Journal of Medical Physics
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Year : 2019  |  Volume : 44  |  Issue : 4  |  Page : 276-282

The impact of positron emission tomography/computed tomography addition to contrast-enhanced computed tomography findings during radiation treatment planning of locally advanced carcinoma esophagus

1 Department of Radiation Oncology, Army Hospital Research & Referral, New Delhi, India
2 Department of Radiation Oncology, Narayana Superficiality Hospitals, Kolkata, West Bengal, India
3 Department of Radiation Oncology, Command Hospital (Central Command), Lucknow, Uttar Pradesh, India

Correspondence Address:
Dr. Shweta Sharma
House No 7/83, VI Floor, Turf View, Defence Officer's Enclave, AJC Bose Marg, Near Alipore Zoo, Alipore, Kolkata - 700 022, West Bengal
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Source of Support: None, Conflict of Interest: None

DOI: 10.4103/jmp.JMP_13_19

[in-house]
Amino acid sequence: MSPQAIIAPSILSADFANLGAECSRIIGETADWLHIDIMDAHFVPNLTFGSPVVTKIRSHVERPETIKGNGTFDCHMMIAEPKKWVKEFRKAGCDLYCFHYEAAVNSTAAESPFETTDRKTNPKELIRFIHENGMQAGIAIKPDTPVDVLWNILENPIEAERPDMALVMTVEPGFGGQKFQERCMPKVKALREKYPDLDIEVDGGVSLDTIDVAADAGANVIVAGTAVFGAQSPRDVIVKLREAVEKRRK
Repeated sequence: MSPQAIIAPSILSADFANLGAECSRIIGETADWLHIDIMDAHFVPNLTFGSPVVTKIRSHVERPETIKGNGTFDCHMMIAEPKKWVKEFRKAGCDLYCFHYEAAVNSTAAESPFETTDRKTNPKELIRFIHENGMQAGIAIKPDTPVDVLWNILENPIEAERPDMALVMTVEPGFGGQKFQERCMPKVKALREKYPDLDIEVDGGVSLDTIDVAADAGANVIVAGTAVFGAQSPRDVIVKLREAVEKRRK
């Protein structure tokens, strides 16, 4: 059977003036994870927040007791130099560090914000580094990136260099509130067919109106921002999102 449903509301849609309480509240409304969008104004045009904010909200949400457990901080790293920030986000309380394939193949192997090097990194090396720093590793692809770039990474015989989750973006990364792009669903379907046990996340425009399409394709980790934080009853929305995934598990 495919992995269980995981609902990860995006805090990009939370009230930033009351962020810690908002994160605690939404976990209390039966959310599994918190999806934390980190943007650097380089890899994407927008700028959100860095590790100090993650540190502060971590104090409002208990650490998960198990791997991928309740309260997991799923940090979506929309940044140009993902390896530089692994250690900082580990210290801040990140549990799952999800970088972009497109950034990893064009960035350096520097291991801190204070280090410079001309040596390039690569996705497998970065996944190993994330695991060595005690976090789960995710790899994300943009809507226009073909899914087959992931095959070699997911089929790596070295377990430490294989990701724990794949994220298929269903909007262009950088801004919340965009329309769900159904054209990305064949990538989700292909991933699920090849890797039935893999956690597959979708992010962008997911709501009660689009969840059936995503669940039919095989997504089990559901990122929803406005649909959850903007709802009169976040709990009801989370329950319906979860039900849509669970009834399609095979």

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Introduction: Does metabolic imaging help in better definition of target during radiation treatment planning by bringing about changes in dimensions of the primary tumor in terms of diameter, length, and picking up new skip lesions or nodal stations which in turn prevents geographic misses by including more 18F-fluorodeoxyglucose avid regions not visible on conventional imaging? Materials and Methods: We compared the length and radial dimensions of the primary tumor as well as changes brought about due to addition of new nodal stations, involved structures, and skip lesions in 50 patients of carcinoma esophagus treated between 2011 and 2013, as seen on contrast-enhanced computed tomography (CT) thorax and positron emission tomography (PET)/CT and drew conclusions regarding the technical changes brought about in treatment planning by the additional input of PET/CT. Results and Conclusions: PET-CT tremendously changes treatment plans by expanding the gross tumor volume and including regions which might otherwise have been missed on purely CT-based plans. Of the 50 patients, it changed the contouring and treatment planning of 35 patients and did not impact the remaining 15. Whether this translates into better long-term controls requires further validation by randomized controlled trials, which was not our present objective.

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